Cardiac manifestations in a two‑generation family with Fabry disease (RCD code: III‑2B.2a)

Paweł Rubiś, Sylwia Wiśniowska‑Śmiałek, Barbara Biernacka‑Fijałkowska, Magdalena Kostkiewicz, Agata Leśniak‑Sobelga, Piotr Podolec

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Fabry disease (FD), which is also called angiokeratoma corporis difusum, ceramide trihexosidosis, and Anderson-Fabry disease, is an X-linked inborn error of metabolism of glycosphingolipid pathway. It is caused by the deficiency of the the lysosomal enzyme – hydrolase
alpha-galactosidase A, which results in the accumulation and subsequent tissue deposition of globotriaosylceramide, the glycolipid substrate for alpha-galactosidase A. The incidence of the disease varies between 1:17,000 to 1:117,000 males in the Caucasian populations. The disease is less common among women, and if present the symptoms are milder. Enzyme replacement therapy of the agalsidase-A or agalsidase-ß offers a specific treatment for patients with FD. Since 2001 the ERT, using recombinant human alpha-galactosidase A, has become the most efficient and specific  therapy, which address the underlying defect of FD. The guidelines on the ERT greatly vary among countries, the main reason being the high cost of this treatment. Pediatric patients firstly suffer from neurological involvement, manifesting as a persistent, neuropathic pain of the extremities, often misdiagnosed as a “growing pain”, as well as gastrointestinal disorders(diarrhea, nausea, vomiting). In the later stages other organs are becoming involved causing multi-organ failure renal insufficiency, cardiovascular impairment, cerebrovascular incidences, cutaneous changes (teleangiectasias,  angiokeratomas and lymphoedema), malfunction of sensations organs (cornea verticillata, retinal vascular tortuosity) and other symptom like anhidrosis, sweating problems, heat collapse or depression. JRCD 2014; 1 (8): 27–31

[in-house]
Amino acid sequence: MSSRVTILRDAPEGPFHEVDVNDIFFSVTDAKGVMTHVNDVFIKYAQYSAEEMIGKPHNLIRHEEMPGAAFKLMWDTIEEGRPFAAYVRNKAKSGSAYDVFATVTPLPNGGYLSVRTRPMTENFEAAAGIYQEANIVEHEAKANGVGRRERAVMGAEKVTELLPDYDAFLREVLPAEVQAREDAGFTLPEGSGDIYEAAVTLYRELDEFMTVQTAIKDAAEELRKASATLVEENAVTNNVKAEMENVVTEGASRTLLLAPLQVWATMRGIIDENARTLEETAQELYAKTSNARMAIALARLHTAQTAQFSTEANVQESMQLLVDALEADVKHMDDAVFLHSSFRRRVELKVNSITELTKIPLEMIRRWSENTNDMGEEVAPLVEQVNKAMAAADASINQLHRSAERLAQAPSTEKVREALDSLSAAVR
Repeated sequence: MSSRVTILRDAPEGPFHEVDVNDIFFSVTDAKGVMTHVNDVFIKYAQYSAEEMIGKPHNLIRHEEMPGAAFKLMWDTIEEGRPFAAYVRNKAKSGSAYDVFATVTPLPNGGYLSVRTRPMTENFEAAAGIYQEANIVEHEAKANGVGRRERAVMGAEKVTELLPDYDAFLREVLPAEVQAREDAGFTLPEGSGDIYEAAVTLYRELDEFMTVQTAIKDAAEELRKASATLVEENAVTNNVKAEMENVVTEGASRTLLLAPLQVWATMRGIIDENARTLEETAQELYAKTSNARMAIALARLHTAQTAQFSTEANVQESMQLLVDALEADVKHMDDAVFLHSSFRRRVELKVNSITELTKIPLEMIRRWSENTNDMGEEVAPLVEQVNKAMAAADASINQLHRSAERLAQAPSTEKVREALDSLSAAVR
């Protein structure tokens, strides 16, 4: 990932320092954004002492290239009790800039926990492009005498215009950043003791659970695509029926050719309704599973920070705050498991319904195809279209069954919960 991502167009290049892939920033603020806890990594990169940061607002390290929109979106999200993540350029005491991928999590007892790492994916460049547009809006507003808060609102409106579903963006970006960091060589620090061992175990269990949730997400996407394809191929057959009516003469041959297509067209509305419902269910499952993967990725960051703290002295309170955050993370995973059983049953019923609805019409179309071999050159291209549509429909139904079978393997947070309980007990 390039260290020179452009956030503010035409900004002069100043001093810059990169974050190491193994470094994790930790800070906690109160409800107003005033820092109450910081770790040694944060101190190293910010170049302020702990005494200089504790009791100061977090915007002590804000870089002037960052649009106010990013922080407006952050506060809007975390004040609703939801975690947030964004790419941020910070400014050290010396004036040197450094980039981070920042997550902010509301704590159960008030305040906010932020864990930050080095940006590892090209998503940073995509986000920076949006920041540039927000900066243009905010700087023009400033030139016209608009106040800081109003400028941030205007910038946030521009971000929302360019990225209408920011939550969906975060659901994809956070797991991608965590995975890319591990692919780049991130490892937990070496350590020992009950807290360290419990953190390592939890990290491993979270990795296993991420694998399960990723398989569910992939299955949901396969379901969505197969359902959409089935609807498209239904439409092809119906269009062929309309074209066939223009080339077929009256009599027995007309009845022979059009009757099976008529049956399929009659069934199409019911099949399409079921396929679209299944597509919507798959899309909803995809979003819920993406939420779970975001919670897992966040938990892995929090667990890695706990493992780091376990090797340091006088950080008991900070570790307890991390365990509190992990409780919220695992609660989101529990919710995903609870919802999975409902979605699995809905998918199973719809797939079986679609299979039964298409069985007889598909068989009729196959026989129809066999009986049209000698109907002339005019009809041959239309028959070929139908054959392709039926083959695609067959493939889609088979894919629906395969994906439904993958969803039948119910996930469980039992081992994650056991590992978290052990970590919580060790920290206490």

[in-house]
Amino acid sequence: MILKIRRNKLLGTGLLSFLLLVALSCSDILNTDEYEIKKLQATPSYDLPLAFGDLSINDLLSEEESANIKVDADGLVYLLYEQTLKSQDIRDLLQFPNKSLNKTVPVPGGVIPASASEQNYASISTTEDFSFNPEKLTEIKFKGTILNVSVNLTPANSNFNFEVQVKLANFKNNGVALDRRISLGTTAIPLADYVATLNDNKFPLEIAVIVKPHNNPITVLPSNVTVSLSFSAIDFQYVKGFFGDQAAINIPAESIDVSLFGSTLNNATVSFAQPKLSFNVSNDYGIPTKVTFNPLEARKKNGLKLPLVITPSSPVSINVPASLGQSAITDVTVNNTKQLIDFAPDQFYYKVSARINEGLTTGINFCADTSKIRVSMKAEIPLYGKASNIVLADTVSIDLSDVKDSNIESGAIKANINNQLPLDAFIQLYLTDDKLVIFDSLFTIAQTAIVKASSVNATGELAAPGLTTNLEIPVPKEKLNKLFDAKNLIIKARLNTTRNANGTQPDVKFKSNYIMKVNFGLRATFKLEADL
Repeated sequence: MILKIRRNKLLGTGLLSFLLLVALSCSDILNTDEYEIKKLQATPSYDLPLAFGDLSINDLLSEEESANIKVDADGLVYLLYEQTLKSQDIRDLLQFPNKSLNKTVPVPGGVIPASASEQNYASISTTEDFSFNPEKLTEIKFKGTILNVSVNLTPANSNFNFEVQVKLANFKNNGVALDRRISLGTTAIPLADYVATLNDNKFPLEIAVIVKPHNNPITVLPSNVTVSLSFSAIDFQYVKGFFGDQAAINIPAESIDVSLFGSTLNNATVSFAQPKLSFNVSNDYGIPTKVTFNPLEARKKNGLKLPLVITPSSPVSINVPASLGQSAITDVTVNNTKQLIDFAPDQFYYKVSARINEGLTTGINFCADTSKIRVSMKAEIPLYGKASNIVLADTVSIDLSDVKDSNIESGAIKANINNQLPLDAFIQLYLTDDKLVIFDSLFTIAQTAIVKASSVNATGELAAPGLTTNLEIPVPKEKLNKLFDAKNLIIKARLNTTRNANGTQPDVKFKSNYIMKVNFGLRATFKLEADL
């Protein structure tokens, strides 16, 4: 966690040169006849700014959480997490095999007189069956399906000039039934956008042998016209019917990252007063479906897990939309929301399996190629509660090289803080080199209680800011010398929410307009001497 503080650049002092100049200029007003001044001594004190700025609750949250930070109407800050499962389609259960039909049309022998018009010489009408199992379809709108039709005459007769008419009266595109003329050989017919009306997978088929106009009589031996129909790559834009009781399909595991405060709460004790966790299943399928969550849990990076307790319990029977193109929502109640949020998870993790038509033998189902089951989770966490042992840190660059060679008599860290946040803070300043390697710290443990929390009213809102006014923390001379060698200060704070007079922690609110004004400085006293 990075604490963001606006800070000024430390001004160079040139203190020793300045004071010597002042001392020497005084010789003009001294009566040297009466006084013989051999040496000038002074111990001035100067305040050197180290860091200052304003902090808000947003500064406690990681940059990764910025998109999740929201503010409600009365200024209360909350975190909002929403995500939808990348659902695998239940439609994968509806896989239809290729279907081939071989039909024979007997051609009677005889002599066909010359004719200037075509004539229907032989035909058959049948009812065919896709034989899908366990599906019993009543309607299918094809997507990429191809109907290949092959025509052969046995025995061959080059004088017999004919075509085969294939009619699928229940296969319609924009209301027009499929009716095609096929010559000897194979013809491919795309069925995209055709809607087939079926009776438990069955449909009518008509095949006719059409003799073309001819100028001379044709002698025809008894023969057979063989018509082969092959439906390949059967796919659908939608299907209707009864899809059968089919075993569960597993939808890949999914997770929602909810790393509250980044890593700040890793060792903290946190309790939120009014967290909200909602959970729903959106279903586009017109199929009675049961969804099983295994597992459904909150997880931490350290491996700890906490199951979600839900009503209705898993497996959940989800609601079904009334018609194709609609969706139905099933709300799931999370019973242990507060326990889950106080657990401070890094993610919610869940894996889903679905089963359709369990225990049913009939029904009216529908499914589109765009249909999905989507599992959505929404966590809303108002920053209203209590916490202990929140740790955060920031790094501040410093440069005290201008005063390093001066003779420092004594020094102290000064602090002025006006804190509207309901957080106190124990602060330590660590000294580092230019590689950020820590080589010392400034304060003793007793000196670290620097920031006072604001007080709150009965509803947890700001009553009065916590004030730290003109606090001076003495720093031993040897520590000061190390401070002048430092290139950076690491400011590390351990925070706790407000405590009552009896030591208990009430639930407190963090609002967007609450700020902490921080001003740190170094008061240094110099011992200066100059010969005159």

angiokeratoma, glycosphingolipid, alpha-galactosidase A, hypertrophic cardiomyopathy


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